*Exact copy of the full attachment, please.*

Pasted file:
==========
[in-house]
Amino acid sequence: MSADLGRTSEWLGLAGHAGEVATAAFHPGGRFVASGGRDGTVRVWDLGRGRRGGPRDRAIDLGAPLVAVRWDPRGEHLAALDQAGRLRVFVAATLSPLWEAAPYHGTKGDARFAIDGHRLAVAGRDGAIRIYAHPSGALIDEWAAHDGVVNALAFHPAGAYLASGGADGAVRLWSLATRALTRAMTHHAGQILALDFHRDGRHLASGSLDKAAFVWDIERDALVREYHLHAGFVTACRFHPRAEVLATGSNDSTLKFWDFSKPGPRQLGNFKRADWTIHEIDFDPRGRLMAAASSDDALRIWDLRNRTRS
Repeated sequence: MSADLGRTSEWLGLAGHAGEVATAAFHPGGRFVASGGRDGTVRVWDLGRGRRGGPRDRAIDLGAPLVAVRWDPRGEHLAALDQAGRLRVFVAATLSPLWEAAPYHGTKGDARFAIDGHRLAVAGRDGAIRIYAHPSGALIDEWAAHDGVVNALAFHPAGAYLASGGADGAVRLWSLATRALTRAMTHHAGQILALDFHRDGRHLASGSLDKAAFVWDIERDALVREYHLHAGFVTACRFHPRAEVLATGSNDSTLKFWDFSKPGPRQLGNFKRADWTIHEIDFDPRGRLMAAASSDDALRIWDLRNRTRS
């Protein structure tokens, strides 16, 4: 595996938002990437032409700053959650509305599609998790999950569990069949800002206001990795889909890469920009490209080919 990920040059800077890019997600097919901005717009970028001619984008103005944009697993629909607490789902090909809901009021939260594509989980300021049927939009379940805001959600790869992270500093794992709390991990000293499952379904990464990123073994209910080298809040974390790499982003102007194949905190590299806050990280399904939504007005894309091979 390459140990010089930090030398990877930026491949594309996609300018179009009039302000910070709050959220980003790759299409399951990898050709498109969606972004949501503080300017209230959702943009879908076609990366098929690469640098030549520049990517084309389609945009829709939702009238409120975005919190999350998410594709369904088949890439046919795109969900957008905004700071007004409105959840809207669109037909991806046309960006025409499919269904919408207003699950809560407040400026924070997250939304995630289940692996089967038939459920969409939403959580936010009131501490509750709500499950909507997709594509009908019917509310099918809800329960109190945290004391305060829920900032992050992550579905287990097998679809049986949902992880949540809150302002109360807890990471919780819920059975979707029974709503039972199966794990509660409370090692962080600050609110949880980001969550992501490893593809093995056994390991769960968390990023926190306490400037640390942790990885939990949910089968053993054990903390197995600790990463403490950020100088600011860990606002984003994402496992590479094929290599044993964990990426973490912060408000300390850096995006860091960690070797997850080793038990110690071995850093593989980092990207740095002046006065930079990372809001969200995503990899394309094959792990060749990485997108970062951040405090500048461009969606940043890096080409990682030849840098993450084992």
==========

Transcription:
[in-house]
Amino acid sequence: MSADLGRTSEWLGLAGHAGEVATAAFHPGGRFVASGGRDGTVRVWDLGRGRRGGPRDRAIDLGAPLVAVRWDPRGEHLAALDQAGRLRVFVAATLSPLWEAAPYHGTKGDARFAIDGHRLAVAGRDGAIRIYAHPSGALIDEWAAHDGVVNALAFHPAGAYLASGGADGAVRLWSLATRALTRAMTHHAGQILALDFHRDGRHLASGSLDKAAFVWDIERDALVREYHLHAGFVTACRFHPRAEVLATGSNDSTLKFWDFSKPGPRQLGNFKRADWTIHEIDFDPRGRLMAAASSDDALRIWDLRNRTRS
Repeated sequence: MSADLGRTSEWLGLAGHAGEVATAAFHPGGRFVASGGRDGTVRVWDLGRGRRGGPRDRAIDLGAPLVAVRWDPRGEHLAALDQAGRLRVFVAATLSPLWEAAPYHGTKGDARFAIDGHRLAVAGRDGAIRIYAHPSGALIDEWAAHDGVVNALAFHPAGAYLASGGADGAVRLWSLATRALTRAMTHHAGQILALDFHRDGRHLASGSLDKAAFVWDIERDALVREYHLHAGFVTACRFHPRAEVLATGSNDSTLKFWDFSKPGPRQLGNFKRADWTIHEIDFDPRGRLMAAASSDDALRIWDLRNRTRS
């Protein structure tokens, strides 16, 4: 595996938002990437032409700053959650509305599609998790999950569990069949800002206001990795889909890469920009490209080919 990920040059800077890019997600097919901005717009970028001619984008103005944009697993629909607490789902090909809901009021939260594509989980300021049927939009379940805001959600790869992270500093794992709390991990000293499952379904990464990123073994209910080298809040974390790499982003102007194949905190590299806050990280399904939504007005894309091979 390459140990010089930090030398990877930026491949594309996609300018179009009039302000910070709050959220980003790759299409399951990898050709498109969606972004949501503080300017209230959702943009879908076609990366098929690469640098030549520049990517084309389609945009829709939702009238409120975005919190999350998410594709369904088949890439046919795109969900957008905004700071007004409105959840809207669109037909991806046309960006025409499919269904919408207003699950809560407040400026924070997250939304995630289940692996089967038939459920969409939403959580936010009131501490509750709500499950909507997709594509009908019917509310099918809800329960109190945290004391305060829920900032992050992550579905287990097998679809049986949902992880949540809150302002109360807890990471919780819920059975979707029974709503039972199966794990509660409370090692962080600050609110949880980001969550992501490893593809093995056994390991769960968390990023926190306490400037640390942790990885939990949910089968053993054990903390197995600790990463403490950020100088600011860990606002984003994402496992590479094929290599044993964990990426973490912060408000300390850096995006860091960690070797997850080793038990110690071995850093593989980092990207740095002046006065930079990372809001969200995503990899394309094959792990060749990485997108970062951040405090500048461009969606940043890096080409990682030849840098993450084992």